Direct Campaign May Follow McCann TV Spot Touting Inventory
DETROIT--Crippled by parts plant strikes, General Motors has launched a TV spot reassuring consumers that its inventories have not been depleted, and is also considering a massive direct mail effort aimed at retaining customer loyalty in the face of the crisis, according to sources.
C-E Communications in Warren, Mich.--which handles GM's Chevrolet division with sister agency Campbell-Ewald--is believed to be preparing the direct mail effort, which may take the form of a letter from GM executives. The TV spot, which broke last week, was created by Buick agency McCann-Erickson in Troy, Mich.
Phil Guarascio, vice president and general manager for marketing and advertising at GM's North American Operations, said no direct campaign is currently planned; C-E officials could not be reached for comment.
Meanwhile, GM's Oldsmobile division is going ahead with the launch of its Silhouette Premiere minivan. As planned, a 60-second spot titled "Movie Magic" broke on more than 10,000 screens in 3,000 movie theaters nationwide over the weekend and will run through mid-fall [Adweek, June 22]. The spot uses clips from classic films to tout the vehicle's VCR and viewing screen, standard on the Premiere.
The national TV and print campaign for the minivan, initially planned to break in August, has been moved back to early or mid-September, said a spokesman for Olds agency Leo Burnett, Chicago.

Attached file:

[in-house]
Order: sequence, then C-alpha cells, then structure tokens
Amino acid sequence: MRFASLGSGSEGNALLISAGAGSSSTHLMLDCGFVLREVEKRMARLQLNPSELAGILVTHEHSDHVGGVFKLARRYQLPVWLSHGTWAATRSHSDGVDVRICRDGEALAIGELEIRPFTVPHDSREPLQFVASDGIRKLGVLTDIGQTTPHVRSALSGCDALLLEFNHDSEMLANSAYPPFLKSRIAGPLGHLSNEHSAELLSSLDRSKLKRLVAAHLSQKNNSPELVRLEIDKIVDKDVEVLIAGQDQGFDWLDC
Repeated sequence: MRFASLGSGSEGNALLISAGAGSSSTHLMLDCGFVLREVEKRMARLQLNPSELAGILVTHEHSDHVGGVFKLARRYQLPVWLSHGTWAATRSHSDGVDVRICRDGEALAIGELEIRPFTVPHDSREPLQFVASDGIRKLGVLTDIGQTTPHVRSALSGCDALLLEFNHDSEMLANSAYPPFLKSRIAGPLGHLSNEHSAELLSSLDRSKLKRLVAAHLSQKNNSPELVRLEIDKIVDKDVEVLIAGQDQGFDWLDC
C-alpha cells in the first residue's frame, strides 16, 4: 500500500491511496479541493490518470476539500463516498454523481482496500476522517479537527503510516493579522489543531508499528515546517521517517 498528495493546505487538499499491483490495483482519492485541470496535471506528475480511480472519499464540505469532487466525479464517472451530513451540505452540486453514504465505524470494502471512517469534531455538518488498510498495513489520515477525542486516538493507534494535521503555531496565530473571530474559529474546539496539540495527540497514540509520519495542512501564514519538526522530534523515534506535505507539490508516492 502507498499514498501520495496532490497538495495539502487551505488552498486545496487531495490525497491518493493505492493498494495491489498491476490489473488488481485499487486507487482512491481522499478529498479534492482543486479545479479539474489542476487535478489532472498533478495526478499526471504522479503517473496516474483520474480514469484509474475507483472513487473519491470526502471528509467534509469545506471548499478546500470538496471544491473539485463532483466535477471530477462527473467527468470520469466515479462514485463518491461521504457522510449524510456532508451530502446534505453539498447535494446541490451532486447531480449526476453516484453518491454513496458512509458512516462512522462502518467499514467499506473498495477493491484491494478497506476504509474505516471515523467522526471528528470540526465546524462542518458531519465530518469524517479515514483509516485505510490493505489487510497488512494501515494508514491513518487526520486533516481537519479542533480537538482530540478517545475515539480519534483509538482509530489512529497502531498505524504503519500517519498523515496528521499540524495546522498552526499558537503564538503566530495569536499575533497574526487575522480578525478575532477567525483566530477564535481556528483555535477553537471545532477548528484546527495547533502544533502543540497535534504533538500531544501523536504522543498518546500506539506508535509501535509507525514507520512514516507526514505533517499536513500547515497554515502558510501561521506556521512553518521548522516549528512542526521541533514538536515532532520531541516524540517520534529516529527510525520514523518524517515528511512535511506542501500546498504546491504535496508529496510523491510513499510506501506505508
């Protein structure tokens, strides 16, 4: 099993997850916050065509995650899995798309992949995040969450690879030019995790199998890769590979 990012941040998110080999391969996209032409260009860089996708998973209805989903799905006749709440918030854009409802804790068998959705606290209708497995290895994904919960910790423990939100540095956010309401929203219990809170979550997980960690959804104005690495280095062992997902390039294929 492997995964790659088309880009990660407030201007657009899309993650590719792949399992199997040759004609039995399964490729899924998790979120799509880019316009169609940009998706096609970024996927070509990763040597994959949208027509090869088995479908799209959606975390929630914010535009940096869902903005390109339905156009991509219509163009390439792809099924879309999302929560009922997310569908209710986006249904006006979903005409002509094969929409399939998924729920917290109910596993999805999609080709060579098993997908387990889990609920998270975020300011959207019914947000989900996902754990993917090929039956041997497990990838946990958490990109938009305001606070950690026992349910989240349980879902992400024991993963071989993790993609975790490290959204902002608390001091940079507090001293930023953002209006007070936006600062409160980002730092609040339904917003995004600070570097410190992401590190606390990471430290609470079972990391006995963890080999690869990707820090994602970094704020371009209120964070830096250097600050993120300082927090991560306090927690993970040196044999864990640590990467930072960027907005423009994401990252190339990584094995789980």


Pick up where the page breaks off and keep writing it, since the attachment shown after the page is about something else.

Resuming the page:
McCann's spot touting vehicle availability was filmed at GM dealerships nationwide and features a blues song, "More Than You Know," from New York recording artist John Margolis. Most of the spot focuses on shots of dealership lots full of vehicles. Near the end, a male voiceover delivers the central line, which is also superimposed
ON THE SCREEN: "General Motors. Lots of cars. Lots of trucks. Lots of deals."
"This is one of the most elegant pieces of advertising you've seen in this genre in a long time," Guarascio said. "This is not a commercial about a sale. This is a piece of communication to dispel a misconception. We have as much inventory as the normal inventory that Toyota carries."
McCann originally presented the idea to division officials, who referred it to Guarascio's office, he said. "The core of the idea made sense relative to what we felt our needs were," Guarascio said. "Being able to move quickly is very important. And McCann had done all the background and was aggressive."